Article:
THE Bangko Sentral ng Pilipinas (BSP) is now allowed to lend more to the Treasury to boost its coffers for the coronavirus pandemic response under the newly signed Bayanihan to Recover as One (Bayanihan II) law.

Under Section 4 of Bayanihan II or Republic Act No. 11494, the BSP can provide additional direct provisional advances to the National Government “to finance expenditures authorized by law that will address and respond to the COVID-19 situation,” as long as this does not exceed 10% of the government’s average income for fiscal years 2017 to 2019.

This effectively increases the cap that the central bank may directly lend to the government to 30% from 20% of its average revenue under the New Central Bank Act, Bloomberg reported.

With Bayanihan II, the BSP can now lend the National Government up to P850 billion from the previous cap of P540 billion.

“We proposed the higher cap to enable the National Government to avail of the BSP facility to fund requirements against COVID-19 and pursue quick recovery. Bayanihan II is adequately covered by debt service savings and additional income,” National Treasurer Rosalia V. de Leon said in a Viber message to reporters.

These additional direct provisional advances can be availed of within two years from the Bayanihan II’s effectivity. President Rodrigo R. Duterte signed the Bayanihan II into law on Sept. 11.

The advances should also be settled within a year, although maturity can be extended for one more year if allowed by the Monetary Board.

In March, the BSP purchased P300 billion in government securities with zero interest from the Bureau of the Treasury (BTr) under a repurchase agreement which is set to mature this September.

Meanwhile, S&P Global Ratings noted the trend among emerging central banks, including the BSP, to assist the National Government’s response during the crisis through bond buying, saying this is not detrimental to credit ratings.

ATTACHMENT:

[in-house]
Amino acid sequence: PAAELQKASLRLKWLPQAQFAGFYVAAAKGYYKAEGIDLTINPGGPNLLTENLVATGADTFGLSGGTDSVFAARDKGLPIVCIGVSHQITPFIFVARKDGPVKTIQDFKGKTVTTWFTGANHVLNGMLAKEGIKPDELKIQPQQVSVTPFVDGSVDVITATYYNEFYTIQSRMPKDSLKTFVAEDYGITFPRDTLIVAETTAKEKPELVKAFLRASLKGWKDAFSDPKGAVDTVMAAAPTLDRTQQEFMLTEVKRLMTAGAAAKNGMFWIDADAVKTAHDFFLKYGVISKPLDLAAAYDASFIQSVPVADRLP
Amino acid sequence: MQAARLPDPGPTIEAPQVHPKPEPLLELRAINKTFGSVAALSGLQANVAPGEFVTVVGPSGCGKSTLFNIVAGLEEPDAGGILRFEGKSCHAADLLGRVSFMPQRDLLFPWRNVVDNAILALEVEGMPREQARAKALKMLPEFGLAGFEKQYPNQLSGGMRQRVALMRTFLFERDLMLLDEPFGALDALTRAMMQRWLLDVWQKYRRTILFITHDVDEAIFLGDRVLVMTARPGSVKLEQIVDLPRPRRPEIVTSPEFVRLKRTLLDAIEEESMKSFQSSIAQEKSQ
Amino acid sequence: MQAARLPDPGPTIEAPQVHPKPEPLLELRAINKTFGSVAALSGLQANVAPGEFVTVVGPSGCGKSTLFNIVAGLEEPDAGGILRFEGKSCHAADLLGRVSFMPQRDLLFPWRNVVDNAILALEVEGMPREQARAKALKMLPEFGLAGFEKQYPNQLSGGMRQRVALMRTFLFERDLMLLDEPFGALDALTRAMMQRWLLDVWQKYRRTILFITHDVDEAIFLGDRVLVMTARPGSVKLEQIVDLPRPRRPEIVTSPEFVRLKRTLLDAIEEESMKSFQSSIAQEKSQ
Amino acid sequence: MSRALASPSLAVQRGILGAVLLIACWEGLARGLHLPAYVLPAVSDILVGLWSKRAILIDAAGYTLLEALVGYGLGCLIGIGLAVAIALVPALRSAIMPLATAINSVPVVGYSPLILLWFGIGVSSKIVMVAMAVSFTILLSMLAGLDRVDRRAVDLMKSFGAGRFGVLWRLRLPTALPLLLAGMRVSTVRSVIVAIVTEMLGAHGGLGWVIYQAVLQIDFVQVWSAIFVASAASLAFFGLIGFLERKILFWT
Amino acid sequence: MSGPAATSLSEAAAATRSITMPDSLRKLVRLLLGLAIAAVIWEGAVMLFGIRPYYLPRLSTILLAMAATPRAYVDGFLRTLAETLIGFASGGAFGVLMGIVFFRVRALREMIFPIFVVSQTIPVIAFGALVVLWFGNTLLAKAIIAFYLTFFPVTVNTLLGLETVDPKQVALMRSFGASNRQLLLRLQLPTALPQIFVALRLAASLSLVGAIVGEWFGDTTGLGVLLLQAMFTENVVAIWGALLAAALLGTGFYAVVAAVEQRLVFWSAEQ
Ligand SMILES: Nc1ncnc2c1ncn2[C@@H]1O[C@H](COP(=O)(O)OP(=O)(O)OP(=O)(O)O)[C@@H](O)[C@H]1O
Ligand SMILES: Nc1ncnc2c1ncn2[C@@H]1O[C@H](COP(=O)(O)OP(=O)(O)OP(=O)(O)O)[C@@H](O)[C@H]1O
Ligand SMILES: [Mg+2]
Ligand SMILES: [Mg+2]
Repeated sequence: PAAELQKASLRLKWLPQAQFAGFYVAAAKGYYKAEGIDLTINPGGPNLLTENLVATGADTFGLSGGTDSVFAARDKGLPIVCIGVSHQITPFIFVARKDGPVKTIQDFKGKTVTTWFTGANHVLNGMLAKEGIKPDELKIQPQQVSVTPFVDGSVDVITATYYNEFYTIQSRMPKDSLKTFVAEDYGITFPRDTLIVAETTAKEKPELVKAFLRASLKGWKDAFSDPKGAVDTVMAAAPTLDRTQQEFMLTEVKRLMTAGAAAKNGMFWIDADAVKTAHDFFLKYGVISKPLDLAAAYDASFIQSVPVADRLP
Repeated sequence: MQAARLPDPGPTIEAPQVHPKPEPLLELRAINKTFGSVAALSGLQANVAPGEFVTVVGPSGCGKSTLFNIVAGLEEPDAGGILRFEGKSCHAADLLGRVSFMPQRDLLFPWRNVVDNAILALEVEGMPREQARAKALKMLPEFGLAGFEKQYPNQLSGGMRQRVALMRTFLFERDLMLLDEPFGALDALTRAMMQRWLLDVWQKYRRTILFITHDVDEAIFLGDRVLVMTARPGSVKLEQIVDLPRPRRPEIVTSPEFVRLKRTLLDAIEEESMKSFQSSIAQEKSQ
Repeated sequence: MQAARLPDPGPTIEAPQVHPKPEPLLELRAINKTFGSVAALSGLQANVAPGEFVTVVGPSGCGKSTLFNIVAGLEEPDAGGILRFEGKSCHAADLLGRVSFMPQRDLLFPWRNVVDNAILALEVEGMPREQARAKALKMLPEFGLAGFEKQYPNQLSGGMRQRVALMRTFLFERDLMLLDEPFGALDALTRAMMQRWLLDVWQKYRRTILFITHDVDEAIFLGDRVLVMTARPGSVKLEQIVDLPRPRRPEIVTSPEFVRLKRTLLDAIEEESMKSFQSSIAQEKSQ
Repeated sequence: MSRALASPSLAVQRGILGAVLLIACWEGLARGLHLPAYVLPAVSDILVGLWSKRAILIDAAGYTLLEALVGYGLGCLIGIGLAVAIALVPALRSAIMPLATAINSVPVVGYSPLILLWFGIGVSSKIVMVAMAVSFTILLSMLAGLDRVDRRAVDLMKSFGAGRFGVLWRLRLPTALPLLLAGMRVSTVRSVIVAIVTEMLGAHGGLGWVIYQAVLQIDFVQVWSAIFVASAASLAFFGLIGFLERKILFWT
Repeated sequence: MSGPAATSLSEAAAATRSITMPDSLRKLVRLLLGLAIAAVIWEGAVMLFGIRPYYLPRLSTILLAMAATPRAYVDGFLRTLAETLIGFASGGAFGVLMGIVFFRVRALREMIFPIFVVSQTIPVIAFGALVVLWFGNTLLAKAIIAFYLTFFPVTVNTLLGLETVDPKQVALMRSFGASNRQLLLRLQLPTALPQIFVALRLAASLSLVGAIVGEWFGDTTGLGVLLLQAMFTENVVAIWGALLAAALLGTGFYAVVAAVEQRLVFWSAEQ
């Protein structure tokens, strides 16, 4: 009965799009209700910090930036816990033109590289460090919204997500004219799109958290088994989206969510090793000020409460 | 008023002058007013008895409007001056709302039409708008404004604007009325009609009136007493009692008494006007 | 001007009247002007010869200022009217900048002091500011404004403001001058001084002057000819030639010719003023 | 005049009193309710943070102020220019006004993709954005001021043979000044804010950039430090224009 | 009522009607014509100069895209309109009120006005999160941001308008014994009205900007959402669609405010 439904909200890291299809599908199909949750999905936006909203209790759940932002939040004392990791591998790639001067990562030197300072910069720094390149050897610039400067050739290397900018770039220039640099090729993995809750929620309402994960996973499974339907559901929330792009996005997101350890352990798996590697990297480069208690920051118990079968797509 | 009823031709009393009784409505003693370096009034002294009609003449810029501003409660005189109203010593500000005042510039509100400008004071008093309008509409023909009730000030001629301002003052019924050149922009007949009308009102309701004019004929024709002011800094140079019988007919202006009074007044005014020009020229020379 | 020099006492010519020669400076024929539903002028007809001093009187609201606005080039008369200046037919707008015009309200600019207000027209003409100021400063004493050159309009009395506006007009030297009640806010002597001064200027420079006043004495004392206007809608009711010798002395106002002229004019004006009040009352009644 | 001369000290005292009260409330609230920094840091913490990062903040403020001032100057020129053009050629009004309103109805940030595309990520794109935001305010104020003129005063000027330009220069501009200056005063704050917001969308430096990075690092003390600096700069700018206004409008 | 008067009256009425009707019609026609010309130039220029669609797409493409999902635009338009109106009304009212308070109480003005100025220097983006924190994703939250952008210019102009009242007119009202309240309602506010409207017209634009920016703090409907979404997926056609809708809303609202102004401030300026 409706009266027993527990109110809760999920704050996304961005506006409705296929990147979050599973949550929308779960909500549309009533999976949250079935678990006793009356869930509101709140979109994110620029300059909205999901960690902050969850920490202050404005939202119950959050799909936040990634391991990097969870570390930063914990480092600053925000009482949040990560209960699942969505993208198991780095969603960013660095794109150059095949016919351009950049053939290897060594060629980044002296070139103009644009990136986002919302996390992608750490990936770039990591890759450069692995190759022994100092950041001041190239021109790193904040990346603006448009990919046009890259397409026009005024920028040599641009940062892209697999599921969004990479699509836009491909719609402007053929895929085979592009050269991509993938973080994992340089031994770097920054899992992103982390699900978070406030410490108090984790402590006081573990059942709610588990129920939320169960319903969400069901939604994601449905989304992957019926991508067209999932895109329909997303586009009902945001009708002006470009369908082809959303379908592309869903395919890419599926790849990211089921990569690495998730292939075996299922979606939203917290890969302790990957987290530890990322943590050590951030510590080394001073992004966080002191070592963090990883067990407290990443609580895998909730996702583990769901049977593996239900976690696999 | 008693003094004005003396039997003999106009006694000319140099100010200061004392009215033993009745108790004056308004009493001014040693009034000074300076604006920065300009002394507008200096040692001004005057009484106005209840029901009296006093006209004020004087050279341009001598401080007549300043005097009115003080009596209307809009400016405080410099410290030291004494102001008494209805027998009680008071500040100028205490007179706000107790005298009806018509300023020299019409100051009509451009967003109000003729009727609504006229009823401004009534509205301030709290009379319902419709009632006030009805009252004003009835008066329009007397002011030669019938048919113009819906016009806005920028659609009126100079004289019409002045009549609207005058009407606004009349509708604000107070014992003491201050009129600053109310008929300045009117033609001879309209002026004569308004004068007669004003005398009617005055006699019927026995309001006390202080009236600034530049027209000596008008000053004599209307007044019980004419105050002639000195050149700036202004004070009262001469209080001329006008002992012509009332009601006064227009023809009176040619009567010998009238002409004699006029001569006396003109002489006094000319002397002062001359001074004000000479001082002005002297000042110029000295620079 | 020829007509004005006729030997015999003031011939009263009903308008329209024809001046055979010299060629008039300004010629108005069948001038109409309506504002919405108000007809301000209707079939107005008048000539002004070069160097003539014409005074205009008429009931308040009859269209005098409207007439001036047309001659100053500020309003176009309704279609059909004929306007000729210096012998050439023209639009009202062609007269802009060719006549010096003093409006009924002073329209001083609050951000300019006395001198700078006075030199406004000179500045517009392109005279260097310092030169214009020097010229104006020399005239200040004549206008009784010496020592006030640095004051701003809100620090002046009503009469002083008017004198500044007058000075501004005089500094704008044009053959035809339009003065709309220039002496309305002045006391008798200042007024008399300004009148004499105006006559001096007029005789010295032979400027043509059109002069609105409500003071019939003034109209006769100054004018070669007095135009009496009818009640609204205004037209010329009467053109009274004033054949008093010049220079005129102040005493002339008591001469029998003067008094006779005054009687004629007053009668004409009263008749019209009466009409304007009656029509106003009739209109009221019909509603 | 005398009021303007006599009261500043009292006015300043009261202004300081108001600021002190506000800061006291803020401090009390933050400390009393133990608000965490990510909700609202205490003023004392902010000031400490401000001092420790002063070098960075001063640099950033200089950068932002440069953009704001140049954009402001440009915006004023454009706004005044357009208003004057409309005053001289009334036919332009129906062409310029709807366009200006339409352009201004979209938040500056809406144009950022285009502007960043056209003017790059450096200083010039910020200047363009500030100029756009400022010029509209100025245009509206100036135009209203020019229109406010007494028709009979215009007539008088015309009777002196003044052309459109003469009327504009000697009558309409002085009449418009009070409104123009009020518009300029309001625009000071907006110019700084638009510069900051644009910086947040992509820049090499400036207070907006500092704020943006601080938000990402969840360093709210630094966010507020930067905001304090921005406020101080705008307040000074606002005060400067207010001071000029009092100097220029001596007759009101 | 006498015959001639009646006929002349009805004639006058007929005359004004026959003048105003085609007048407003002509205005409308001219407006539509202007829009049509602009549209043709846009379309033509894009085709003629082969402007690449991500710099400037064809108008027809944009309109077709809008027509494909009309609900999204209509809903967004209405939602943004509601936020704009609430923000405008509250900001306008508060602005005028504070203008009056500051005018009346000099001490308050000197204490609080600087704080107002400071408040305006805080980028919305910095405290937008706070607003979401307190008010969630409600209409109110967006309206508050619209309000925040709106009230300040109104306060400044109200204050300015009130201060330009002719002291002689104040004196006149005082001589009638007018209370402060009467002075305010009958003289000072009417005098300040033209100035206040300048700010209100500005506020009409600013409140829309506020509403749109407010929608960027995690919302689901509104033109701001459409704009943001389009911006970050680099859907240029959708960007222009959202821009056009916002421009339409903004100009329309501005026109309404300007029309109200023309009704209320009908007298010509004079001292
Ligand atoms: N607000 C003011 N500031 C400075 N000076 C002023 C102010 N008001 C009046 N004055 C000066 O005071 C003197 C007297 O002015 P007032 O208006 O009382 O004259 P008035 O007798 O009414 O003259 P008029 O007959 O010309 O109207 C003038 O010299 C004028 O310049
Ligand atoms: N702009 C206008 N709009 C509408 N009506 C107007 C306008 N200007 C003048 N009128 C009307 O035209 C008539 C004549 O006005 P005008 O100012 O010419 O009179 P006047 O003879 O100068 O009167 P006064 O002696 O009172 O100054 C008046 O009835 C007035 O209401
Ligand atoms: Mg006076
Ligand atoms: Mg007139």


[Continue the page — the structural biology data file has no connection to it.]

“We have not seen signs that increased government bond purchases have damaged central bank credibility in India, Indonesia, and the Philippines. Inflation and interest rates have not picked up in these economies, and exchange rate changes have been modest so far,” S&P said in a note sent to reporters on Monday.

August inflation eased to 2.4% from 2.5% in July, albeit quicker than the 1.7% seen the previous year. The BSP expects inflation to average 2.6% this year, well within the 2-4% target.

Meanwhile, the peso continues to hover around the P48-level in the recent weeks. It closed at P48.51 on Monday, appreciating by three centavos from its P48.54 close on Friday.

The provision to increase the BSP’s loans to the National Government could be a sign the government is eyeing to increase the budget in the near term, said ING Bank N.V. Manila Senior Economist Nicholas Antonio T. Mapa.

“We expect the Bureau of the Treasury to close out the existing P300-billion repurchase agreement which would open the door for a likely fresh P850-billion repurchase agreement to help the National Government manage its cash position amidst slowing revenues,” Mr. Mapa said in a note.

For now, investor sentiment towards de facto debt monetization through repurchase agreement seems to be positive.

“[B]ut the question now is, how tolerant will they [investors] be once this [debt monetization] becomes a recurring theme?,” he said. — Luz Wendy T. Noble with Bloomberg